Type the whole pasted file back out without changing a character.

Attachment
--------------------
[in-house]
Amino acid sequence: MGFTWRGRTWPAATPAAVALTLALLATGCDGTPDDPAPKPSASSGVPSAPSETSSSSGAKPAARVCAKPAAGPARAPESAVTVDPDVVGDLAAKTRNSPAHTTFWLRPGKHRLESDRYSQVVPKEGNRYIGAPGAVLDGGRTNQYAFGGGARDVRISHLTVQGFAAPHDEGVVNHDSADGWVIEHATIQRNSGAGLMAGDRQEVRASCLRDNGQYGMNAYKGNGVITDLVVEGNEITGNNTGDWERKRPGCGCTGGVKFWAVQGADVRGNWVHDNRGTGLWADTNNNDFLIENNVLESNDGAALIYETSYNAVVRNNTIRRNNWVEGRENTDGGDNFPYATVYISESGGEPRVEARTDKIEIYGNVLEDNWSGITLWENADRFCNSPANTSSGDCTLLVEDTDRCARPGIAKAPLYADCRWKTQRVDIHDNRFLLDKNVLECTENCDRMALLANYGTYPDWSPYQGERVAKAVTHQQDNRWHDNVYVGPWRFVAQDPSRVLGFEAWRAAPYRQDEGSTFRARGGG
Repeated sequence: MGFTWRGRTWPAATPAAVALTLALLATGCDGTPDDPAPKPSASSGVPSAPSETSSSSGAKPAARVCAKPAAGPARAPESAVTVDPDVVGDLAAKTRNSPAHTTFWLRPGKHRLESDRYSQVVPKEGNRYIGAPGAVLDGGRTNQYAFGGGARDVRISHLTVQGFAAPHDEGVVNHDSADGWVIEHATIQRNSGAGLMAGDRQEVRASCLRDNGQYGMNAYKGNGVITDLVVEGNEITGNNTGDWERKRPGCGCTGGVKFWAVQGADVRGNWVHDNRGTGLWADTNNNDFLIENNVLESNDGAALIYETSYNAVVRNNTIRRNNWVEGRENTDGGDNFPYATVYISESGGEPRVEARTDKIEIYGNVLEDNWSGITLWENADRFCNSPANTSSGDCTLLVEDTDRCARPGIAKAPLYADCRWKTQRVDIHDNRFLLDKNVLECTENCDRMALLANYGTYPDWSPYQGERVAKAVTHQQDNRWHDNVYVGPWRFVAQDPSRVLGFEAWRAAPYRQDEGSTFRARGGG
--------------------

[in-house]
Amino acid sequence: MGFTWRGRTWPAATPAAVALTLALLATGCDGTPDDPAPKPSASSGVPSAPSETSSSSGAKPAARVCAKPAAGPARAPESAVTVDPDVVGDLAAKTRNSPAHTTFWLRPGKHRLESDRYSQVVPKEGNRYIGAPGAVLDGGRTNQYAFGGGARDVRISHLTVQGFAAPHDEGVVNHDSADGWVIEHATIQRNSGAGLMAGDRQEVRASCLRDNGQYGMNAYKGNGVITDLVVEGNEITGNNTGDWERKRPGCGCTGGVKFWAVQGADVRGNWVHDNRGTGLWADTNNNDFLIENNVLESNDGAALIYETSYNAVVRNNTIRRNNWVEGRENTDGGDNFPYATVYISESGGEPRVEARTDKIEIYGNVLEDNWSGITLWENADRFCNSPANTSSGDCTLLVEDTDRCARPGIAKAPLYADCRWKTQRVDIHDNRFLLDKNVLECTENCDRMALLANYGTYPDWSPYQGERVAKAVTHQQDNRWHDNVYVGPWRFVAQDPSRVLGFEAWRAAPYRQDEGSTFRARGGG
Repeated sequence: MGFTWRGRTWPAATPAAVALTLALLATGCDGTPDDPAPKPSASSGVPSAPSETSSSSGAKPAARVCAKPAAGPARAPESAVTVDPDVVGDLAAKTRNSPAHTTFWLRPGKHRLESDRYSQVVPKEGNRYIGAPGAVLDGGRTNQYAFGGGARDVRISHLTVQGFAAPHDEGVVNHDSADGWVIEHATIQRNSGAGLMAGDRQEVRASCLRDNGQYGMNAYKGNGVITDLVVEGNEITGNNTGDWERKRPGCGCTGGVKFWAVQGADVRGNWVHDNRGTGLWADTNNNDFLIENNVLESNDGAALIYETSYNAVVRNNTIRRNNWVEGRENTDGGDNFPYATVYISESGGEPRVEARTDKIEIYGNVLEDNWSGITLWENADRFCNSPANTSSGDCTLLVEDTDRCARPGIAKAPLYADCRWKTQRVDIHDNRFLLDKNVLECTENCDRMALLANYGTYPDWSPYQGERVAKAVTHQQDNRWHDNVYVGPWRFVAQDPSRVLGFEAWRAAPYRQDEGSTFRARGGG